Autism is a newsworthy disorder because it afflicts so many children and disrupts their family life so profoundly. Nevertheless the latest report from the Centers for Disease Control was a thin reed on which to base grand coverage. Both ABC and CBS led with the accurate, but misleading, headline that the incidence of autism among children nationwide was higher than previously believed. In the scheme of things, the hike in the estimate, from 500K to 560K, was marginal--but autism was the Story of the Day anyway.

NBC's Tom Costello and ABC's John McKenzie (subscription required) took a news-oriented angle, examining the CDC's public health statistics. McKenzie called the new numbers, based on projections from a 14-state survey, "more alarming than the government ever recognized." While genetics may play a role, "this study did not attempt to find a cause," Costello told us. Part of the increased incidence is a function of the expansion of the neuro-developmental definition over the years. Boys are more likely to be afflicted than girls; children in New Jersey more than in Alabama or West Virginia, Costello added.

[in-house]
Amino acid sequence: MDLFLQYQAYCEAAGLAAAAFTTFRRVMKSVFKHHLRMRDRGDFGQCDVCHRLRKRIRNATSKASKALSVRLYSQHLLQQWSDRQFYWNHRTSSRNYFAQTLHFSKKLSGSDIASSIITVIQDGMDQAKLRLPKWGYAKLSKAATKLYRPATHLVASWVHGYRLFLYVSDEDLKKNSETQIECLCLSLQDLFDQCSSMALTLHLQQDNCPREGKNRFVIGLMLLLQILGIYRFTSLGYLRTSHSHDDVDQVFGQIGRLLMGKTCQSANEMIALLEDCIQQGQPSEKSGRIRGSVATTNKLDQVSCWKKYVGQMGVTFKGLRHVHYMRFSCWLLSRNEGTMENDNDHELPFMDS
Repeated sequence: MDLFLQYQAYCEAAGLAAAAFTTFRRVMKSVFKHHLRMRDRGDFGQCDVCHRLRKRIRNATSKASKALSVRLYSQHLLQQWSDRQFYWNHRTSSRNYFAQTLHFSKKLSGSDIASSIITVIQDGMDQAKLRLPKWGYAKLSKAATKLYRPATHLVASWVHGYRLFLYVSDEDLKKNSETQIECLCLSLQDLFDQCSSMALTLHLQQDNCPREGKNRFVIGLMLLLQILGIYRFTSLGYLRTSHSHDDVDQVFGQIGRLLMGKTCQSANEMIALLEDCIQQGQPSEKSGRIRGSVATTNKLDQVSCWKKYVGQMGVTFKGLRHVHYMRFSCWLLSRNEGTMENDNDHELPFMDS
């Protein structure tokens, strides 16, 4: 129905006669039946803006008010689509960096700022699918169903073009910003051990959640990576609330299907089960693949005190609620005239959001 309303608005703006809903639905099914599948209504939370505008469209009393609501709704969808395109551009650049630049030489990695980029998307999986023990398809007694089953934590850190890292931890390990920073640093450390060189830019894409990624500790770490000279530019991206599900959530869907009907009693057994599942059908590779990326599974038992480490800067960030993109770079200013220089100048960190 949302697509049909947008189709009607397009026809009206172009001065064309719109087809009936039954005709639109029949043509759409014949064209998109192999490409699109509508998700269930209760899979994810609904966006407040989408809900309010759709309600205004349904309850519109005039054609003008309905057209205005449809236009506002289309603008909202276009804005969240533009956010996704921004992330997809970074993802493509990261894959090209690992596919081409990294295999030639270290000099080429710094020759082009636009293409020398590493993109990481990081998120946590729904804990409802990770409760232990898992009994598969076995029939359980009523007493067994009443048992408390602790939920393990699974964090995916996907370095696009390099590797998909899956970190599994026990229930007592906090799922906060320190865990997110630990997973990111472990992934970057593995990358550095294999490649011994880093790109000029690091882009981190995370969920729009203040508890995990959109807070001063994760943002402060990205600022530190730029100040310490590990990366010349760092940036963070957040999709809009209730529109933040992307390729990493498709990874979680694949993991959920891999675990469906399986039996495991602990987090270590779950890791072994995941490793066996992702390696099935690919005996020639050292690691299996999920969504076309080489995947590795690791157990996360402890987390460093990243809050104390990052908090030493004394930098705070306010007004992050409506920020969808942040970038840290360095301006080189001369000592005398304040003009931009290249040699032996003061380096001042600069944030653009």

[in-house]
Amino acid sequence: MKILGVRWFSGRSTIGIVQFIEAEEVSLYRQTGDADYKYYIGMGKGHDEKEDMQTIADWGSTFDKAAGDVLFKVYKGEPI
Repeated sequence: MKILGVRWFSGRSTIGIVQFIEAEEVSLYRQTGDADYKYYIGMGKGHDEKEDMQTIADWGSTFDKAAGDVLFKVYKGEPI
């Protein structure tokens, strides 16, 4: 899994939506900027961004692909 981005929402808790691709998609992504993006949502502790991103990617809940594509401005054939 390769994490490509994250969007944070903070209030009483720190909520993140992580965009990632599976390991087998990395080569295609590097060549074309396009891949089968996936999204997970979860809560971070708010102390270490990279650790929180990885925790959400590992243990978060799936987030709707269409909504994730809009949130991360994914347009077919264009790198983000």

CBS led with a feature-style approach from its in-house physician Jon LaPook. The disorder "includes a range of symptoms, from subtle to severe, speech and behavior disabilities." He profiled an expensive specialist school in New York City with a long waiting list that helps children while they are still toddlers: "A huge problem is that children are being diagnosed too late." ABC also consulted its in-house physician Timothy Johnson (no link). He pointed out that the survey counts children: "What happens when they become adults and they are no longer serviced by the school system?"


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